Rural and Environment
Earlier this week I had the great pleasure of visiting Bawsinch & Duddingston Loch Wildlife Reserve in the centre of Edinburgh to hear about the Edinburgh Living Landscape Project and the work of Scottish Wildlife Trust relating to developing a natural health service.
The wildlife reserve is a fantastic example of how a city centre greenspace can make a significant contribution to the concept of living landscapes. Living landscapes aim to deliver environmental, social and economic improvements to an area, by rebuilding the natural environment on a larger scale – helping to combat climate change and the loss of biodiversity.
Delivered by the Wildlife Trusts, and driven by the aspirations of local people, the project I visited is working to restore and connect green areas of the city to make attractive and biodiverse landscapes, that can be enjoyed by both people and nature.
The project involves a host of activity from the creation of floral meadows and planting woodlands to reducing how often areas of grassland are cut to allow nature to thrive and mowing pathways through grassy areas to enable people to explore more.
These are really simple, yet incredibly important steps that all add up to improving the biodiversity of our towns, reconnect local communities with local greenspaces while emphasising the link between healthy environments and our own wellbeing.
Our natural environment and associated green infrastructure are also important assets for increasing physical activity though green exercise. It was therefore great to hear about the Branching Out scheme, which uses Scotland’s natural environment to get people outdoors, get them active and improve their mental health.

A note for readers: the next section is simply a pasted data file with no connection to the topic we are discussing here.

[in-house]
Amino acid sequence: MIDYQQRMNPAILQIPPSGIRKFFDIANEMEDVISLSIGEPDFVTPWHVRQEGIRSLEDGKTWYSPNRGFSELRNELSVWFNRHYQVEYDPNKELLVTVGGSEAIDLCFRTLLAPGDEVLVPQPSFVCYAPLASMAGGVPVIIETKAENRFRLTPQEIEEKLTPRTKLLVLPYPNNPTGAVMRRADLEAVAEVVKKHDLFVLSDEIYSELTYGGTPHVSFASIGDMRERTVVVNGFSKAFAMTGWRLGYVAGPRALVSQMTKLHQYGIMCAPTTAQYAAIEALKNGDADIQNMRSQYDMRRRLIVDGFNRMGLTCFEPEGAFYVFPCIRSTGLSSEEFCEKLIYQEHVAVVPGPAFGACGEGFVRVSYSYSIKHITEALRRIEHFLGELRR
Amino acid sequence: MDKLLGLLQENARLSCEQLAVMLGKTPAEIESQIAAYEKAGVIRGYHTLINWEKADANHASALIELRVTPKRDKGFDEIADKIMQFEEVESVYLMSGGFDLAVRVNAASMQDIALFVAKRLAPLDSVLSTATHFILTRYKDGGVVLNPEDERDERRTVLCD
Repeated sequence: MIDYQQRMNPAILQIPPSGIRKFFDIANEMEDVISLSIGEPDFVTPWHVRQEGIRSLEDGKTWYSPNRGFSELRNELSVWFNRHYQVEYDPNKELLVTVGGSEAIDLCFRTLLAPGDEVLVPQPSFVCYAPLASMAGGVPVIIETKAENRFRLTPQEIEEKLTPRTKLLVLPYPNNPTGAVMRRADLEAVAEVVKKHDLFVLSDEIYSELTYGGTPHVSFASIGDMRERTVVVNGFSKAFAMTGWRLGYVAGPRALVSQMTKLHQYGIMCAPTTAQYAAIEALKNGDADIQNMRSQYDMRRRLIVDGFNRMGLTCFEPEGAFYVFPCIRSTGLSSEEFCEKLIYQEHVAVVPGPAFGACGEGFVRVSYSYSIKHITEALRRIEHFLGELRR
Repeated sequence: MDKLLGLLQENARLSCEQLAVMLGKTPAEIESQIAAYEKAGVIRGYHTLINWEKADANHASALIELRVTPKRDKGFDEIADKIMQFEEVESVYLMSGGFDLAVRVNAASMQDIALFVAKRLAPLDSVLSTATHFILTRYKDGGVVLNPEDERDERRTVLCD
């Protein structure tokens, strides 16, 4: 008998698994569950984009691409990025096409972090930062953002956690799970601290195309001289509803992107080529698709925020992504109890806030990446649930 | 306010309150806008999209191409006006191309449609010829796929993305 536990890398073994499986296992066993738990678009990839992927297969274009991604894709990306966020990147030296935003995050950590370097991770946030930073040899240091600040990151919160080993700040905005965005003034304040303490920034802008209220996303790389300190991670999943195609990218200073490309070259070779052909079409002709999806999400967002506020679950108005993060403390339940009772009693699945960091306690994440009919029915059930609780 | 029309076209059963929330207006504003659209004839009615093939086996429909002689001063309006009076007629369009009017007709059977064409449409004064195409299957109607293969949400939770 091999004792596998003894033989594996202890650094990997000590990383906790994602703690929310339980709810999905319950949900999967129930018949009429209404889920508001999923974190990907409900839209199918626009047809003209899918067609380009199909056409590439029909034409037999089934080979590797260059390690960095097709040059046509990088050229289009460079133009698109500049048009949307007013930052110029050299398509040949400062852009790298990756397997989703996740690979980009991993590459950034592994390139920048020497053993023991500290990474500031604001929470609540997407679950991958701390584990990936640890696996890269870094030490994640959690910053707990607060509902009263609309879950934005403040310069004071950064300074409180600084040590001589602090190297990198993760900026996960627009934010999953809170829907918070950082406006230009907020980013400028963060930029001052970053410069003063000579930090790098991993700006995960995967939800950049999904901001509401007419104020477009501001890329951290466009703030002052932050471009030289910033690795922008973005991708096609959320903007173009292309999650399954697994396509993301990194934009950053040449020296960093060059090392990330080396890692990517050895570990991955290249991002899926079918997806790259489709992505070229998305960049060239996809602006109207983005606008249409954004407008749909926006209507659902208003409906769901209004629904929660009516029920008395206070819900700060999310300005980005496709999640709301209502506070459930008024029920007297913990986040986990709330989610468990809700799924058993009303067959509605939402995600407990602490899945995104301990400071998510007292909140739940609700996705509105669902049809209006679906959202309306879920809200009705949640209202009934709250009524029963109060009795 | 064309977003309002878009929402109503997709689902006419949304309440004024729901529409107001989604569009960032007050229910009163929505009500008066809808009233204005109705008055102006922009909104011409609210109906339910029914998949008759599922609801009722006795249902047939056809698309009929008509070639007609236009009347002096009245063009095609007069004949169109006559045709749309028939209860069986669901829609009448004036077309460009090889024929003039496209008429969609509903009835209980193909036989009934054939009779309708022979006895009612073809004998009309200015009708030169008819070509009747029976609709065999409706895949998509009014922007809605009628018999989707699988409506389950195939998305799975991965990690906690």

One in four adults will experience mental health problems at some point in their lives. Living close to accessible greenspaces can lead to longer life expectancy and populations living in greener environments have lower levels of income-related health inequality.
Delivered by Forestry Commission Scotland, NHS Scotland and Edinburgh & Lothian Greenspace Trust, Branching Out, links in with the NHS by taking group referrals into the countryside to take part in activities such as conservation, tree identification, willow weaving and furniture building with participants reporting improved mental wellbeing.
Simply by going outdoors and having contact with nature can help you reduce stress, improve your moods and self-esteem while providing meaningful social contacts. That is why it’s so important that the Scottish Government continues to support a range of activities aimed at improving opportunities for Scots to be active in the outdoors.
Great day out
Having thoroughly enjoyed my time at the Bawsinch and Duddingston nature reserve, I firmly believe that our towns and cities need more green spaces and less grey infrastructure if we are to support sustainable development, provide space for our wildlife to flourish and promote increased levels of physical health and mental wellbeing. For example, we continue to support the Central Scotland Green Network, Europe’s largest greenspace initiative, which is transforming our central belt and it is initiatives like the ones I saw today that help bring it alive.
I am committed to continuing action on biodiversity protection, habitat restoration and encouraging our citizens to live more active and healthy lifestyles. Earlier this week, right in the heart of urban Scotland, I saw this in action. The connection between green infrastructure, a healthy environment, a strong economy and our overall well-being. I would encourage all readers to put down the TV remote and head outdoors, wherever you live.